AP: Do you keep a close watch when you hand over your credit card?
Assume the other fellow on the road is texting or drunk?
Worry that a careless post will be spread by your Facebook friends?
If so, you're not alone.
Americans are a mistrustful bunch.
Nearly two-thirds say you can't be too careful in dealing with people, according to the General Social Survey, a massive survey of Americans conducted regularly since 1972 with funding from the National Science Foundation.
Seventy-eight per cent have little faith in people they meet while traveling, saying they trust them "just somewhat," "not too much" or "not at all." Nineteen per cent don't worry, they feel "quite a bit" or "a great deal" of trust in people away from home. Adults under 30 are especially wary of strangers, just like mom said.
Seventy-five per cent mistrust people driving cars while they're driving, biking or walking. Twenty-one per cent put a lot of faith in others behind the wheel. Those 30 and under worry more about bad drivers than their elders do.
Sixty-seven per cent have little confidence in people who swipe their credit or debit card when they buy something. Thirty per cent don't worry much about that.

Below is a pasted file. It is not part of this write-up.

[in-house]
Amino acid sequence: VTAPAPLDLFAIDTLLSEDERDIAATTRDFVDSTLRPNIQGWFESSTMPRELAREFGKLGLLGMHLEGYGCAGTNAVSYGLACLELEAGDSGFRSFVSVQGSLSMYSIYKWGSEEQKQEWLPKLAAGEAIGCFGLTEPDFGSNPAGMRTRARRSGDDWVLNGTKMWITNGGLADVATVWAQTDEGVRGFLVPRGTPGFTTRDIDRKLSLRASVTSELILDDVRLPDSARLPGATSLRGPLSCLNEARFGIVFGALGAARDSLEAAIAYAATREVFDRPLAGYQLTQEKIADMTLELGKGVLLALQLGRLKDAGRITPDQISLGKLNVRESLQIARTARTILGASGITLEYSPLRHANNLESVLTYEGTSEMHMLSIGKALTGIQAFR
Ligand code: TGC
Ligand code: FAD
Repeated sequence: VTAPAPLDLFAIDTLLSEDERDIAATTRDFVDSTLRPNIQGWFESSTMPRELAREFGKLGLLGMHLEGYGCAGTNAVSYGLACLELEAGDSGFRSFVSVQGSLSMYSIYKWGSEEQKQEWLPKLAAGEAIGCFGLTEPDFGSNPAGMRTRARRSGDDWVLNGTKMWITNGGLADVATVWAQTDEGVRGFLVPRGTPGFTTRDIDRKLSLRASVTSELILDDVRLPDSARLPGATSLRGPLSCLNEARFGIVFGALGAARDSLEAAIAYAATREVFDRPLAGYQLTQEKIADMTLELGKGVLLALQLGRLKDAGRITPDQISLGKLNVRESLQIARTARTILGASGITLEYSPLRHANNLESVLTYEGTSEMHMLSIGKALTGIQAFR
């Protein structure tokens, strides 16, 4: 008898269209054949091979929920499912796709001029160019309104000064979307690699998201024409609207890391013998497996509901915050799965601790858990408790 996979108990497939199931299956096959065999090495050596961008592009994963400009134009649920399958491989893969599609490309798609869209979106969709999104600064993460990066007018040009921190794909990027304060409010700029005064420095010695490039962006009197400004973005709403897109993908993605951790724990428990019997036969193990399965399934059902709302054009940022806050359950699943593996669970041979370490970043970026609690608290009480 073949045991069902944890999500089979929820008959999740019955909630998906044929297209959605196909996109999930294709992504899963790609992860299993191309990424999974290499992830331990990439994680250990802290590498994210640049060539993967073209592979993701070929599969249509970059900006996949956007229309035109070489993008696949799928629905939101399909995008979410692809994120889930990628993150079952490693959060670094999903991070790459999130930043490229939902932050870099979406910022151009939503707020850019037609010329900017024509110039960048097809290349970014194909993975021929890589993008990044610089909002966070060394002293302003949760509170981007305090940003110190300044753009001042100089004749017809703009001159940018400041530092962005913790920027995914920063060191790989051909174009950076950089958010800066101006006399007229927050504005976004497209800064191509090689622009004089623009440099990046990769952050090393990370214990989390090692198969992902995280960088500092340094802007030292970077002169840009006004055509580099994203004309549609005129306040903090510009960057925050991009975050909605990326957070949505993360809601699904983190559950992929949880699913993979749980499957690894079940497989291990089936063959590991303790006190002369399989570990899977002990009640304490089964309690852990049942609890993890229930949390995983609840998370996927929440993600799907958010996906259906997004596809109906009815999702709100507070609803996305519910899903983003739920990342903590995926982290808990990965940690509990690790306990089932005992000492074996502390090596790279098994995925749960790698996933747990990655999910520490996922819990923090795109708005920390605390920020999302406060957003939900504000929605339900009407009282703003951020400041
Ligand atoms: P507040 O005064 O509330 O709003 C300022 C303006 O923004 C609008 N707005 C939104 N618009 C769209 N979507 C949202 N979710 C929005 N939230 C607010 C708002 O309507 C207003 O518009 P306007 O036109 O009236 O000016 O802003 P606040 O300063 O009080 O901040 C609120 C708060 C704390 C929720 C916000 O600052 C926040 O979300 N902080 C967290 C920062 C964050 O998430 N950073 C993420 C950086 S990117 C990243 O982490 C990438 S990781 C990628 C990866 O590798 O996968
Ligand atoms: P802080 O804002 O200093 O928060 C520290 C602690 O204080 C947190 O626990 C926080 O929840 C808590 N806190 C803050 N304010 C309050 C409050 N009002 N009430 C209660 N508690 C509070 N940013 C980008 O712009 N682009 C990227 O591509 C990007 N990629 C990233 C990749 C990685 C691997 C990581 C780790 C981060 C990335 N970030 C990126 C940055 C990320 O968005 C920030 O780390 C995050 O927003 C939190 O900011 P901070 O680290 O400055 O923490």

Fifty-five per cent don't much trust the people they hire to come into their homes to do work. Forty-one per cent feel confident opening the door to them. Gun owners worry less about inviting workers into their homes than other Americans do.
Fifty per cent have little trust in the people who prepare their food when they eat out. About as many, 47 per cent, chow down with ease, however. Wealthy Americans, with household incomes over $100,000, are less likely than most to fret about the restaurants where they dine.
Forty six per cent have little confidence in people at the doctor's office or hospital who have access to their medical records. But more, 50 per cent, don't sweat it. Doctors and their staff were the most trusted group in the poll.